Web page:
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Greater male than female variability in regional brain structure across the lifespan

By Lara M Wierenga, Gaelle E. Doucet, Danai Dima, Ingrid Agartz, Moji Aghajani, Theophilus N Akudjedu, Anton Albajes-Eizagirre, Dag Alnæs, Kathryn I Alpert, Ole A Andreassen, Alan Anticevic, Philip Asherson, Tobias Banaschewski, Nuria Bargallo, Sarah Baumeister, Ramona Baur-Streubel, Alessandro Bertolino, Aurora Bonvino, Dorret Boomsma, Stefan Borgwardt, Josiane Bourque, Anouk den Braber, Daniel Brandeis, Alan Breier, Henry Brodaty, Rachel M Brouwer, Jan Buitelaar, Geraldo F Busatto, Vince Calhoun, Erick J Canales-Rodriguez, Dara M. Cannon, Xavier Caseras, F. Xavier Castellanos, Tiffany M Chaim-Avancini, Christopher Ching, Vincent P Clark, Patricia J. Conrod, Annette Conzelmann, Fabrice Crivello, Christopher G. Davey, Erin W Dickie, Stefan Ehrlich, Dennis van ’t Ent, Simon E. Fisher, Jean-Paul Fouche, Barbara Franke, Paola Fuentes-Claramonte, Eco JC de Geus, Annabella Di Giorgio, David C Glahn, Ian H. Gotlib, Hans-Jorgen Grabe, Oliver Gruber, Patricia Gruner, Raquel E. Gur, Ruben C Gur, Tiril P Gurholt, Lieuwe de Haan, Beathe Haatveit, Ben J Harrison, Catharina A Hartman, Sean N Hatton, Dirk J. Heslenfeld, Odile A van den Heuvel, Ian Hickie, Pieter J Hoekstra, Sarah Hohmann, Avram Holmes, Martine Hoogman, Norbert Hosten, Fleur Margaret Howells, Hilleke E. Hulshoff Pol, Chaim Huyser, Neda Jahanshad, Anthony C James, Jiyang Jiang, Erik G. Jönsson, John A Joska, Andrew J Kalnin, Karolinska Schizophrenia Project (KaSP) Consortium, Marieke Klein, Laura Koenders, Knut K. Kolskår, Bernd Krämer, Jonna Kuntsi, Jim Lagopoulos, Luisa Lazaro, Irina S Lebedeva, Phil H Lee, Christine Lochner, Marise WJ Machielsen, Sophie Maingault, Nicholas G Martin, Ignacio Martínez-Zalacaín, David Mataix-Cols, Bernard Mazoyer, Brenna C McDonald, Colm McDonald, Andrew M McIntosh, Katie L McMahon, Genevieve McPhilemy, Dennis van der Meer, José M Menchón, Jilly Naaijen, Lars Nyberg, Jaap Oosterlaan, Yannis Paloyelis, Paul Pauli, Giulio Pergola, Edith Pomarol-Clotet, Maria J Portella, Joaquim Radua, Andreas Reif, Genevieve Richard, Joshua L. Roffman, Pedro G.P. Rosa, Matthew D. Sacchet, Perminder S. Sachdev, Raymond Salvador, Salvador Sarró, Theodore D Satterthwaite, Saykin J Andrew, Mauricio H. Serpa, Kang Sim, Andrew Simmons, Jordan W Smoller, Iris E Sommer, Carles Soriano-Mas, Dan J. Stein, Lachlan T Strike, Philip R. Szeszko, Henk S Temmingh, Sophia I Thomopoulos, Alexander S Tomyshev, Julian N. Trollor, Anne Uhlmann, Ilya M. Veer, Dick J Veltman, Aristotle Voineskos, Henry Völzke, Henrik Walter, Lei Wang, Yang Wang, Bernd Weber, Wei Wen, John D West, Lars T Westlye, Heather C Whalley, Steven CR Williams, Katharina Wittfeld, Daniel H Wolf, Margaret J Wright, Yuliya N. Yoncheva, Marcus V. Zanetti, Georg C. Ziegler, Greig I de Zubicaray, Paul M. Thompson, Eveline A Crone, Sophia Frangou, Christian K Tamnes

Posted 17 Feb 2020
bioRxiv DOI: 10.1101/2020.02.17.952010 (published DOI: 10.1002/hbm.25204)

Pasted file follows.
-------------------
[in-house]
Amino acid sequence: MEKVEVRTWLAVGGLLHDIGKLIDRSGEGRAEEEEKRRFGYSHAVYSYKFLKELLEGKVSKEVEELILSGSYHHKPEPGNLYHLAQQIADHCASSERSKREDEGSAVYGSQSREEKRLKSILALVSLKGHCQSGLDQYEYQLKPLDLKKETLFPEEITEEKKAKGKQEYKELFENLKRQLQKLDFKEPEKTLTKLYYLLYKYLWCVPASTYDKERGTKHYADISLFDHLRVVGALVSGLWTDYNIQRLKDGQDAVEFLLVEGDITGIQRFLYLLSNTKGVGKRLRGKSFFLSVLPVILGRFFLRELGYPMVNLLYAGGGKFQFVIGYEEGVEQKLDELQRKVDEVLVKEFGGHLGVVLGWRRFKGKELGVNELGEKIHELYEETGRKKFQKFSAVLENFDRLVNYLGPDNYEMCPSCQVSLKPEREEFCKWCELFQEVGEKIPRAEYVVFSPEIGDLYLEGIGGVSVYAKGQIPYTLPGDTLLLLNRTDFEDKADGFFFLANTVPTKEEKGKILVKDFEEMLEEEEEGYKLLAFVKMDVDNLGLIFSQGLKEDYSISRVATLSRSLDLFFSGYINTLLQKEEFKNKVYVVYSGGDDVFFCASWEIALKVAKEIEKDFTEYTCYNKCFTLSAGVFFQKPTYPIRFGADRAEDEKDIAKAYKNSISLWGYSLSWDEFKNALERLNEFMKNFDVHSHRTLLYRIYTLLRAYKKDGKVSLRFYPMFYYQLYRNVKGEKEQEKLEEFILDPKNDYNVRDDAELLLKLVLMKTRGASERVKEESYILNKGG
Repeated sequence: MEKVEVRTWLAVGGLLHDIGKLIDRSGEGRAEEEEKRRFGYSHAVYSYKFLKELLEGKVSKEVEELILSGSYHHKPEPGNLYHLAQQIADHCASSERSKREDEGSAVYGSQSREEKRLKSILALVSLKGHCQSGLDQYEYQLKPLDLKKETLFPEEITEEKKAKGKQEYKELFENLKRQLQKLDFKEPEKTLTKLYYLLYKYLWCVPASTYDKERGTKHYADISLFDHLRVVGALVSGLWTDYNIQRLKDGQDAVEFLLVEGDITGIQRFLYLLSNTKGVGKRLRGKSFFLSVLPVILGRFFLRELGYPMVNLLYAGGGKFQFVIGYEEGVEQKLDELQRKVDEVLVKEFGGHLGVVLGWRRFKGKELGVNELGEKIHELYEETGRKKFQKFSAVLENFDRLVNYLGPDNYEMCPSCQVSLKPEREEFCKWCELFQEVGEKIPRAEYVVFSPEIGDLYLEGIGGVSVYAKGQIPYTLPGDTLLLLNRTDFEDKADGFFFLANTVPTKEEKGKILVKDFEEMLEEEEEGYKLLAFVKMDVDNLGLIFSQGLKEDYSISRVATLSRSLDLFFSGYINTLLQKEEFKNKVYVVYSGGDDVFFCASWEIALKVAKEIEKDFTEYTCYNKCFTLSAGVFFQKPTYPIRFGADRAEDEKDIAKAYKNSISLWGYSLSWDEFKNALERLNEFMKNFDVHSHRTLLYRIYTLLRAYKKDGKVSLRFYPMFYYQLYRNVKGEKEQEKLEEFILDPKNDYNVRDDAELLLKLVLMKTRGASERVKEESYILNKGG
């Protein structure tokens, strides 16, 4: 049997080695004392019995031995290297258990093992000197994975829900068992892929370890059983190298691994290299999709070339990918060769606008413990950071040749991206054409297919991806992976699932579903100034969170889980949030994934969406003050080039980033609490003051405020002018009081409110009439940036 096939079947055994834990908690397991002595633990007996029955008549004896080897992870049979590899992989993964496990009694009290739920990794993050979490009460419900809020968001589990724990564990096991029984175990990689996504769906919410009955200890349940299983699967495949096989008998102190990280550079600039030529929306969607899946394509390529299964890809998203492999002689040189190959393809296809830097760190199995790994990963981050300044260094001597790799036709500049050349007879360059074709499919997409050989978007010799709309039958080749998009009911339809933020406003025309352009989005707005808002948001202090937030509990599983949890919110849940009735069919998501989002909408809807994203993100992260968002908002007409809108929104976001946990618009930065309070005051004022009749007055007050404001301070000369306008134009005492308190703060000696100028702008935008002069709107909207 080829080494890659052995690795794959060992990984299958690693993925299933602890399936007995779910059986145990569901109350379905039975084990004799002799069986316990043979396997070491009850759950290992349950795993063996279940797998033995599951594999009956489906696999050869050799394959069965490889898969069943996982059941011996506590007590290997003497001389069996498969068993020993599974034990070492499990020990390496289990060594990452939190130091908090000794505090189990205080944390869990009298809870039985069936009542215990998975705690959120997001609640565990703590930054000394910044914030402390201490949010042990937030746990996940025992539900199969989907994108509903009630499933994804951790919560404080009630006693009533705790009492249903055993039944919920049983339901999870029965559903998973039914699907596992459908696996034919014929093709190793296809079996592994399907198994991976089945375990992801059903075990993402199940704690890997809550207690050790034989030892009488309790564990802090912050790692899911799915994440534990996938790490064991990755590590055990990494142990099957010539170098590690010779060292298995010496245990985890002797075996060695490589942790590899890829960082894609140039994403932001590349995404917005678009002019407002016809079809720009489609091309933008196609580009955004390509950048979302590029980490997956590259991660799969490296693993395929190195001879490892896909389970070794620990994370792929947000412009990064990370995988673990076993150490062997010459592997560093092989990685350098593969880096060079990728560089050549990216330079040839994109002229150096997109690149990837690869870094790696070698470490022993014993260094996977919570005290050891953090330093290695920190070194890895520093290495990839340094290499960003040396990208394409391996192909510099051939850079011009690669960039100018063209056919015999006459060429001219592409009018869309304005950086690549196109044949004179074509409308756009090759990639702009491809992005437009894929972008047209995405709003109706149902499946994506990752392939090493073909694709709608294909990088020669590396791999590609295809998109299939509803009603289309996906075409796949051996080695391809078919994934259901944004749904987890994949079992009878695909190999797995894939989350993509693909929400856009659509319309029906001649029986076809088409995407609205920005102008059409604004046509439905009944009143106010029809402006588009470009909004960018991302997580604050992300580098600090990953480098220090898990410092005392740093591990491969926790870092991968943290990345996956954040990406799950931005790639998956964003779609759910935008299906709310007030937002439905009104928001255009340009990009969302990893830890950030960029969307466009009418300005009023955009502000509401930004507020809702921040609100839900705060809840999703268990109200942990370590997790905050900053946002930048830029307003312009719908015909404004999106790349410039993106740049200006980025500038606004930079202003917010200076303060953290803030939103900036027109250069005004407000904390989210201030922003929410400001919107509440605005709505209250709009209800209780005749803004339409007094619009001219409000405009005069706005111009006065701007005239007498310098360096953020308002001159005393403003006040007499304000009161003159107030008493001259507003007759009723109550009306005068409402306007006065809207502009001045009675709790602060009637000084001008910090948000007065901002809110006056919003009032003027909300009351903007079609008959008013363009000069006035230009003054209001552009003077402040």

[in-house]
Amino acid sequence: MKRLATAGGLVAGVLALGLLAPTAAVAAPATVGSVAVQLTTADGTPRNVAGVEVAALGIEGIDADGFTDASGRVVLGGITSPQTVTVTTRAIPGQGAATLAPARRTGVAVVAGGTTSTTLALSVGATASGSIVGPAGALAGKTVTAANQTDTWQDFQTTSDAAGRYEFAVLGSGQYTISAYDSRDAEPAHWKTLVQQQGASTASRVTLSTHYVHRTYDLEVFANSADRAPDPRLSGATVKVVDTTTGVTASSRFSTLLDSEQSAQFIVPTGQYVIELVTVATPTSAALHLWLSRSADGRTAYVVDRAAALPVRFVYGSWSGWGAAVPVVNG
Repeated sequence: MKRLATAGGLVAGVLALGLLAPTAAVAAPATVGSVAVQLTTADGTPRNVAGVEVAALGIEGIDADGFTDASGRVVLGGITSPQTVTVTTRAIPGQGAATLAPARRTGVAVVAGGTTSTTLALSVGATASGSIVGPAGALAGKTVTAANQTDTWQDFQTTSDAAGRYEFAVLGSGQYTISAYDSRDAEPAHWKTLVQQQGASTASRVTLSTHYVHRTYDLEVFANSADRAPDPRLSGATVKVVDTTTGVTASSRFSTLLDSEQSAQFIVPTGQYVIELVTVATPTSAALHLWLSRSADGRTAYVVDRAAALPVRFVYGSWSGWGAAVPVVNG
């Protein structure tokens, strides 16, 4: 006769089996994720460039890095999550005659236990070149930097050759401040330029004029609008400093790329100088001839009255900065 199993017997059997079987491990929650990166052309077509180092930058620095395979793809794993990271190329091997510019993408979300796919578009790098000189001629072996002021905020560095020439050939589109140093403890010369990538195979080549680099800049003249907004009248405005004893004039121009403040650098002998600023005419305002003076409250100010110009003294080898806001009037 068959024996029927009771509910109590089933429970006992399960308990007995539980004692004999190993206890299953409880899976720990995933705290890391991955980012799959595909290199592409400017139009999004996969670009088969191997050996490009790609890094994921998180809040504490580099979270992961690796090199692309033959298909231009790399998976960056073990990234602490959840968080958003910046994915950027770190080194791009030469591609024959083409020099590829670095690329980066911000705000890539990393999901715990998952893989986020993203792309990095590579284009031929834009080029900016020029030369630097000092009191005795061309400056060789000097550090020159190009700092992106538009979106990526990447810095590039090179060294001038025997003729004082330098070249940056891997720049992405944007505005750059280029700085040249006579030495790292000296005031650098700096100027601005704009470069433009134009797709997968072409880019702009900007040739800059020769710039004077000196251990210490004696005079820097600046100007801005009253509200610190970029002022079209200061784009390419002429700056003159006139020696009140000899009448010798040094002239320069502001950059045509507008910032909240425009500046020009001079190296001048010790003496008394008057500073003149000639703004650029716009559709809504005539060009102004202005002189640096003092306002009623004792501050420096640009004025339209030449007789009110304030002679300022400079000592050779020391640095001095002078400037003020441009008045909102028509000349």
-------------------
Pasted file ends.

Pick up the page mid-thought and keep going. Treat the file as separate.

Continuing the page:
For many traits, males show greater variability than females, with possible implications for understanding sex differences in health and disease. Here, the ENIGMA (Enhancing Neuro Imaging Genetics through Meta-Analysis) Consortium presents the largest-ever mega-analysis of sex differences in variability of brain structure, based on international data spanning nine decades of life. Subcortical volumes, cortical surface area and cortical thickness were assessed in MRI data of 16,683 healthy individuals 1-90 years old (47% females). We observed significant patterns of greater male than female between-subject variance for all subcortical volumetric measures, all cortical surface area measures, and 60% of cortical thickness measures. This pattern was stable across the lifespan for 50% of the subcortical structures, 70% of the regional area measures, and nearly all regions for thickness. Our findings that these sex differences are present in childhood implicate early life genetic or gene-environment interaction mechanisms. The findings highlight the importance of individual differences within the sexes, that may underpin sex-specific vulnerability to disorders. ### Competing Interest Statement The authors declare the following competing interests: OAA: Speakers honorarium from Lundbeck, Consultant of HealthLyti; PA: Received payments for consultancy to Shire/Takeda, Medic, educational/research awards from Shire/Takeda, GW Pharma, Janssen-Cila, speaker at sponsored events for Shire, Flynn Pharma, Medic; TB: advisory or consultancy role for Lundbeck, Medice, Neurim Pharmaceuticals, Oberberg GmbH, Shire, and Infectopharm, conference support or speakers fee by Lilly, Medice, and Shire, received royalities from Hogrefe, Kohlhammer, CIP Medien, Oxford University Press - the present work is unrelated to the above grants and relationship; DB: serves as an unpaid scientific consultant for an EU-funded neurofeedback trial that is unrelated to the present work; HB: Advisory Board, Nutricia Australi; CRKC: received partial research support from Biogen, Inc. (Boston, USA) for work unrelated to the topic of this manuscript; BF: received educational speaking fees from Medice; HJG: received travel grants and speakers honoraria from Fresenius Medical Care, Neuraxpharm, Servier and Janssen Cilag as well as research funding from Fresenius Medical Care; NJ and PMT: MPI of a research related grant from Biogen, Inc., for research unrelated to the contents of this manuscript; JK: given talks at educational events sponsored by Medic; all funds are received by Kings College London and used for studies of ADHD; DM-C: receives fees from UpToDate, Inc and Elsevier, all unrelated to the current work; AMM: received research support from Eli Lilly, Janssen, and the Sackler Foundation, and speaker fees from Illumina and Janssen; DJS: received research grants and/or honoraria from Lundbeck and Sun. The remaining authors declare no competing interests.